November 16, 2015
There are many ways that big businesses have advantages over smaller ones. Larger companies often have established clientele that they can trust to be invested in their next project, larger capital to draw on, and a more extensive reputation.
When it comes to marketing, especially social media, startups have several advantages over larger companies. Are you using these advantages to their fullest potential?
When startups interact with their customers, they have the benefit of being able to pay attention to each and every customer, address every concern that customers bring to the table (within reason). While larger companies need to pick and choose how they respond to their responses or connections on social media, smaller companies can respond more freely. Note: This doesn’t mean you don’t need to be just as professional – if not more professional – than large companies; it’s just that you are probably getting fewer mentions, and can therefore respond more quickly and more in depth.
To make this increased intimacy work for you:
- Treat your customers like you’d like to be treated. Respond to any concerns that they bring up politely and forthrightly. If you’re in the wrong, say so, and fix it.
- Thank your customers for reaching out. Never act like their contact is an imposition, or like you have better things to do than talk to them.
- Accept questions and address product issues over social media. Your customers will be more likely to contact you, which gives you valuable feedback about how products are being used and what issues are coming up.
Big businesses often struggle when it comes to being flexible. As staffing increases, locations double, and the annual income rises, it’s harder to turn the cumbersome machinery of corporations in order to react to changes in the market. Smaller businesses often have a greater ability to tweak their formula and adjust their market position to capture new business and find new venues.
How do you make sure your business is getting maximum benefit from its flexibility?
- Take advantage of new tech. With companies like Oxagile, even if you don’t have tech background yourself, you always have the ability to adapt to new technologies that appear on the market. Dmitry Karpovich, Oxagile CEO, says that “many businesses benefit from the ability to have a small forum or social media network where product fans can communicate.”
- Don’t commit until you know something is successful. When a large company tries out a new social media platform or considers a redesign of a brochure, they need to know that it will be successful before they even begin. With a smaller company, you have the luxury of trying several different avenues and seeing what works. Make smaller investments until you know you’re on the right track.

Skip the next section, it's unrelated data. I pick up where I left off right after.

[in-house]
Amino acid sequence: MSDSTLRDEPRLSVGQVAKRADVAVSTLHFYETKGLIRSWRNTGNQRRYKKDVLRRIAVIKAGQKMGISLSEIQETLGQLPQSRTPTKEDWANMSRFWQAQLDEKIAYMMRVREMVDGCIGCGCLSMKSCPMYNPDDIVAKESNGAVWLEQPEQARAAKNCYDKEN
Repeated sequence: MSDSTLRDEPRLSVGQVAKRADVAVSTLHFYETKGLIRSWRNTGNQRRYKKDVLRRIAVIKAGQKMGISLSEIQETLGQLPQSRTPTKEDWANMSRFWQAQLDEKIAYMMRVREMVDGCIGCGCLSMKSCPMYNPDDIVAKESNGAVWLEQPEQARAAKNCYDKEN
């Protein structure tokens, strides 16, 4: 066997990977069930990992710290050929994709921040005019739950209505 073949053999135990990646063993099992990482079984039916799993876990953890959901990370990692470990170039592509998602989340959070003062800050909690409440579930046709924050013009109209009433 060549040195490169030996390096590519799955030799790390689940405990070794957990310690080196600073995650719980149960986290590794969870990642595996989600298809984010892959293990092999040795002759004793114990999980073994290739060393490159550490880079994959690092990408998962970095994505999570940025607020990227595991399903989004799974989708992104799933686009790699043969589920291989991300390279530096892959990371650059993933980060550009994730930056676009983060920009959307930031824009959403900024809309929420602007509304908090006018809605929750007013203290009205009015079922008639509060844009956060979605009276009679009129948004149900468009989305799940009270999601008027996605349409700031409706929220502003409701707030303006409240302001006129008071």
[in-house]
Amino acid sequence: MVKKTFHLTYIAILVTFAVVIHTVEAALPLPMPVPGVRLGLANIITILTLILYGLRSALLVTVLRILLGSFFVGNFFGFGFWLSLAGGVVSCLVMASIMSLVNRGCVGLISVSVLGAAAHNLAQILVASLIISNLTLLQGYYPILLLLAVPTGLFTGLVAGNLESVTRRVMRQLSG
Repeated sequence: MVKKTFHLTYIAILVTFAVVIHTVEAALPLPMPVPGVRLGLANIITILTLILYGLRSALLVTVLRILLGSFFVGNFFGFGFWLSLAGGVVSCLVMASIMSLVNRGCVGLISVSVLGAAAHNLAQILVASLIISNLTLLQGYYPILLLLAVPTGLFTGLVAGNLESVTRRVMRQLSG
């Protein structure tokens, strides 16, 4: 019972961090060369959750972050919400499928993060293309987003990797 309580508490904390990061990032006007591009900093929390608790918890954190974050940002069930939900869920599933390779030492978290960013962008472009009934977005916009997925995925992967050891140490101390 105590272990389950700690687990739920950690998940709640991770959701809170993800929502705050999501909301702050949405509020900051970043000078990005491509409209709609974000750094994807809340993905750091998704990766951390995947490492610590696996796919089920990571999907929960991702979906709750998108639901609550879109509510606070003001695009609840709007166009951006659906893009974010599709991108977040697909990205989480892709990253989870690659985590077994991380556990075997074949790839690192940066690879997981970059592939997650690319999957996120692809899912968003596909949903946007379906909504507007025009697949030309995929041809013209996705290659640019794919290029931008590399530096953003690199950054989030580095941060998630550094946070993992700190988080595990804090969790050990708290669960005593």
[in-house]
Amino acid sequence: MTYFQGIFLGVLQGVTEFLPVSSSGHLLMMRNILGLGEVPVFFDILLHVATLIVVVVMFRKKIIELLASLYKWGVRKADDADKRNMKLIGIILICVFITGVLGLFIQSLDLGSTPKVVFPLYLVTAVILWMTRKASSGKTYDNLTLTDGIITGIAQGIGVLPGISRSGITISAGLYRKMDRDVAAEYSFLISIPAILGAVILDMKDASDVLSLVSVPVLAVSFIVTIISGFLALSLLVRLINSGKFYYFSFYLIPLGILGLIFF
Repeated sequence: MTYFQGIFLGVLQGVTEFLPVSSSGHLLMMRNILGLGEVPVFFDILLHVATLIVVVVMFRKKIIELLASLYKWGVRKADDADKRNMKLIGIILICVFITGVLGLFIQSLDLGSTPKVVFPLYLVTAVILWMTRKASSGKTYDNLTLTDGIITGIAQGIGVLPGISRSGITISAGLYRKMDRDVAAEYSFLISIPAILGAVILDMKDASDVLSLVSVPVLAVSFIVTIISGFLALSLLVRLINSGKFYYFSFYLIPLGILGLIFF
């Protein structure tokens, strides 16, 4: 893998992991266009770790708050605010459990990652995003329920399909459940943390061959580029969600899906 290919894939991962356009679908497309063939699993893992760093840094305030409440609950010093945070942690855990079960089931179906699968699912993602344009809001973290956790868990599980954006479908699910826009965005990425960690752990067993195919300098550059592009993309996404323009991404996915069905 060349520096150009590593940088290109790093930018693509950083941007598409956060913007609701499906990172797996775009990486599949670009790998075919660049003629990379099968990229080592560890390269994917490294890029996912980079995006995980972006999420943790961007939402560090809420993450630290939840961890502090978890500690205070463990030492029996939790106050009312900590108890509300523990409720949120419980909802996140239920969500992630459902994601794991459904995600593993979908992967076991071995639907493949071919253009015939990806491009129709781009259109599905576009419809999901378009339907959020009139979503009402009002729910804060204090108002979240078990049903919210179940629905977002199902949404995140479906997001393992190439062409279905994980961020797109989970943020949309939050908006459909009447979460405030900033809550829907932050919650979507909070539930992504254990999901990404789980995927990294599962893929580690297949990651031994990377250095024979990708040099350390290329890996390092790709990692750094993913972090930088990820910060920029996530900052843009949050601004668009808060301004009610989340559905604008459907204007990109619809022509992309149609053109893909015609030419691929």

Startups have the benefit of serving a very particular product to a very particular customer. Because of this, they can really focus on getting things exactly right for that particular customer. When companies expand, they often need to strengthen the company’s public image and water down their product or message in order to appeal to a broader group of customers. This means choices like advertising in more locations, having more “ideal customers” or less targeted ideal customers, so that your message is approachable to a wider range of people, and adding products to your business, even if they don’t fit the laser focus of your original market.
By staying small, companies can continue to build on that narrow focus. This gives them benefits like:
- Few, if any, regional competitors, depending on the exact service offered. No one else does it quite like you.
- Smaller advertising costs. You know exactly where your ideal customer is searching for their next product, and you target your ads and freebies where they will see them. You don’t need to cast a wide net; you know exactly what you’re looking for.
Sure, there are benefits to being a big business, but there are also benefits for staying small and careful. Build on what you do very well, and don’t rush the process. The best companies are those that grow slowly and carefully, making the right choices when they still have the ability to do it.
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